Call 911
Call 911 if a child is in immediate physical danger.

You can learn about child safety. You can also learn how to choose an appropriate child caregiver or babysitter to care for your child.

According to the law, there is no set age at which a child can be left alone. The parent is responsible for deciding whether or not the child is mature and responsible enough take care of herself or himself.

While the law does not specify age, very young children cannot take care of themselves and should not be left alone.

There is no law about the minimum age that a person must be to babysit children. Parents are responsible for deciding whether or not the babysitter or caregiver is mature and responsible enough to take care of their child.

Babysitter or Child Caregiver Safety

Parents should be cautious when leaving children with caregivers or babysitters. You should be sure that the person you choose has the patience and experience to deal with a crying baby.

You can find a licensed Child Care Center or get Child Care Financial Assistance from a center or network associated with the Administration for Children's Services (ACS).

You can also report Child Abuse if you think that your baby's caregiver or babysitter may be abusing or neglecting your child.

Download the Child Safety brochure for tips about keeping children safe.

Picking a Safe Caregiver or Babysitter

When choosing a caregiver or babysitter, you should select someone who:

  • Has experience caring for babies and young children
  • Is patient and mature enough to care for a fussy, overexcited, or crying baby
  • Understands that young children must always be watched
  • Will never shake, hit, yell at, make fun of, or keep food from a child as punishment
  • Does not abuse alcohol or drugs, or carry a weapon, and will not surround a child with others who may be drinking, using or selling drugs, or carrying weapons

Avoiding a Dangerous Caregiver or Babysitter

There are warning signs of a potentially dangerous caregiver or babysitter. They include someone who is:

  • Angry or very impatient when children have tantrums, cry, or misbehave
  • Violent or controlling with their partners
  • Physically or verbally abusive with children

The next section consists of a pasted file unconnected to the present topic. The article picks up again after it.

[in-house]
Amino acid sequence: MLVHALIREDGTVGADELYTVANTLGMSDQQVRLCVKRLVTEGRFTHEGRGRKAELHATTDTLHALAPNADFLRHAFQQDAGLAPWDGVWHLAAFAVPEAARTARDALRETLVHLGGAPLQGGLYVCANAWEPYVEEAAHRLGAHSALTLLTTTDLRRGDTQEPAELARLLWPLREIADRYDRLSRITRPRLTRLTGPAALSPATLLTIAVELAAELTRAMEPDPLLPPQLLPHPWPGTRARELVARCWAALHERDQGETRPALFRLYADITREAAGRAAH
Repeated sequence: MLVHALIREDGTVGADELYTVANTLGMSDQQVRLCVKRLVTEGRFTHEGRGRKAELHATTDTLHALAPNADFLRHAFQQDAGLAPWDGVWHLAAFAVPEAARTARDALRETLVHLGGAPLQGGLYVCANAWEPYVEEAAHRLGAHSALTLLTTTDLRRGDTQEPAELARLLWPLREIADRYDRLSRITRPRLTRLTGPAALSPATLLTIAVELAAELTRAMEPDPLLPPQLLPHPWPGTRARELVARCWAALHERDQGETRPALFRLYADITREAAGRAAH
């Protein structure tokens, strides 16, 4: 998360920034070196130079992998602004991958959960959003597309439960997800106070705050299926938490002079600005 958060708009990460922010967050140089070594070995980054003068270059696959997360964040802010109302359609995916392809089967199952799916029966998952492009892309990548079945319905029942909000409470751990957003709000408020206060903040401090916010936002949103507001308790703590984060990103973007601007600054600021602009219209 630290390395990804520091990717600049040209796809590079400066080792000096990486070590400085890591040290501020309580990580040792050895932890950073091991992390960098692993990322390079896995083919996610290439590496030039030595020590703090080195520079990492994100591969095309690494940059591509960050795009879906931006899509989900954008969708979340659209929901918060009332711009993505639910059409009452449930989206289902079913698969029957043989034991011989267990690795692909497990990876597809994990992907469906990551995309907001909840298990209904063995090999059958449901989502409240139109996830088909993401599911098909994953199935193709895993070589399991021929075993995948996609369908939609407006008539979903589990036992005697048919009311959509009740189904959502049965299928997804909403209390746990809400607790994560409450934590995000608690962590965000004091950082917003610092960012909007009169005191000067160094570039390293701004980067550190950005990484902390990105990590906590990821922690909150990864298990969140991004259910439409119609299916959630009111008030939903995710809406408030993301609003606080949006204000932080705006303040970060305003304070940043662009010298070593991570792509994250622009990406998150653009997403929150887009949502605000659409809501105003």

• An abuser of alcohol and drugs, including marijuana
  • Using prescription medications that have bad side effects or make them drowsy
  • Not trust-worthy for any reason

No matter how angry or frustrated you feel when your baby or toddler cries, and no matter how much he or she cries, never shake your baby or toddler. Shaking can cause bleeding in the brain that can injure or even kill a child. It takes only a few seconds of shaking to seriously hurt a baby’s developing brain.

When your baby keeps crying:

  • Never shake your baby.
  • Make sure he or she isn’t hungry, wet, cold or hot.
  • Give him or her a pacifier.
  • Walk around holding your baby close to you, in your arms or in a carrier. Talk or sing to him or her.
  • Call a trusted friend, relative, or neighbor to talk to, or ask someone to come over and keep you company.

If your baby keeps crying, put him or her in the crib. Make sure the baby is safe. Check in every five minutes or so. It is much better to let the baby cry than to do something to stop the crying that may be harmful.

The Office of Community Partnerships (OCP) helps community-based organizations learn about child safety and preventing child abuse and neglect.

OCP partners with the following communities to improve child safety, support families, and recruit foster homes:

  • Bedford-Stuyvesant, Bushwick, and East New York in Brooklyn
  • Highbridge, Mott Haven, and Soundview in the Bronx
  • East Harlem and the Lower East Side in Manhattan
  • Elmhurst and Jamaica in Queens
  • Stapleton on Staten Island

You can get information about joining the Community Partnership Program if you are a community-based organization, faith-based institution, or a resident in one of these areas.

Call 311 or 212-NEW-YORK (212-639-9675) for help.

The Administration for Children's Services’ (ACS) short film "A Life to Love: Preventing Accidental Injury" offers tips on keeping children safe in a variety of everyday situations. The film is 14 minutes long.

It offers information about preventing tragedies such as Shaken Baby Syndrome and Sudden Infant Death Syndrome.

Watch "A Life to Love."

Call 311 or 212-NEW-YORK (212-639-9675) to order a copy of the film on video or DVD.

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